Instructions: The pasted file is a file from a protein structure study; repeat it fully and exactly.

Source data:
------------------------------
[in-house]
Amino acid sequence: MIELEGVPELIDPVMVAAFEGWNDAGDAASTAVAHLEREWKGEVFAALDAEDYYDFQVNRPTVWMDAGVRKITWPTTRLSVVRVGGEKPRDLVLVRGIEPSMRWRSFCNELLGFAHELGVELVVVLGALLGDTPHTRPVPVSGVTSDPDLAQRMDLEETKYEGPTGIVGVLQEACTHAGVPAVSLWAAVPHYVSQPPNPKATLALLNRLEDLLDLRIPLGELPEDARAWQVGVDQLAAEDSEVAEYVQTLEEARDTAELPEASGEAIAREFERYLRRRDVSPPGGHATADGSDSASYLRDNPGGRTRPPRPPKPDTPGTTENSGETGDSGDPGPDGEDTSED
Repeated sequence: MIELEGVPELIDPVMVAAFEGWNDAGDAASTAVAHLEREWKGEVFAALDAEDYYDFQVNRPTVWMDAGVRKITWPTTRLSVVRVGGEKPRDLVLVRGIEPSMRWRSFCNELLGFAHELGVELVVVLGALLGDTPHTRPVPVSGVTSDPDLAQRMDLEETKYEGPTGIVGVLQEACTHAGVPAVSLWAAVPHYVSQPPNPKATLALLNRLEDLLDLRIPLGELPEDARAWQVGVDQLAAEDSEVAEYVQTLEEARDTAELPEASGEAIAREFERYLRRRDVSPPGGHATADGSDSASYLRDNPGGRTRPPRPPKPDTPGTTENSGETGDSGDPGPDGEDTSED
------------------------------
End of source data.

[in-house]
Amino acid sequence: MIELEGVPELIDPVMVAAFEGWNDAGDAASTAVAHLEREWKGEVFAALDAEDYYDFQVNRPTVWMDAGVRKITWPTTRLSVVRVGGEKPRDLVLVRGIEPSMRWRSFCNELLGFAHELGVELVVVLGALLGDTPHTRPVPVSGVTSDPDLAQRMDLEETKYEGPTGIVGVLQEACTHAGVPAVSLWAAVPHYVSQPPNPKATLALLNRLEDLLDLRIPLGELPEDARAWQVGVDQLAAEDSEVAEYVQTLEEARDTAELPEASGEAIAREFERYLRRRDVSPPGGHATADGSDSASYLRDNPGGRTRPPRPPKPDTPGTTENSGETGDSGDPGPDGEDTSED
Repeated sequence: MIELEGVPELIDPVMVAAFEGWNDAGDAASTAVAHLEREWKGEVFAALDAEDYYDFQVNRPTVWMDAGVRKITWPTTRLSVVRVGGEKPRDLVLVRGIEPSMRWRSFCNELLGFAHELGVELVVVLGALLGDTPHTRPVPVSGVTSDPDLAQRMDLEETKYEGPTGIVGVLQEACTHAGVPAVSLWAAVPHYVSQPPNPKATLALLNRLEDLLDLRIPLGELPEDARAWQVGVDQLAAEDSEVAEYVQTLEEARDTAELPEASGEAIAREFERYLRRRDVSPPGGHATADGSDSASYLRDNPGGRTRPPRPPKPDTPGTTENSGETGDSGDPGPDGEDTSED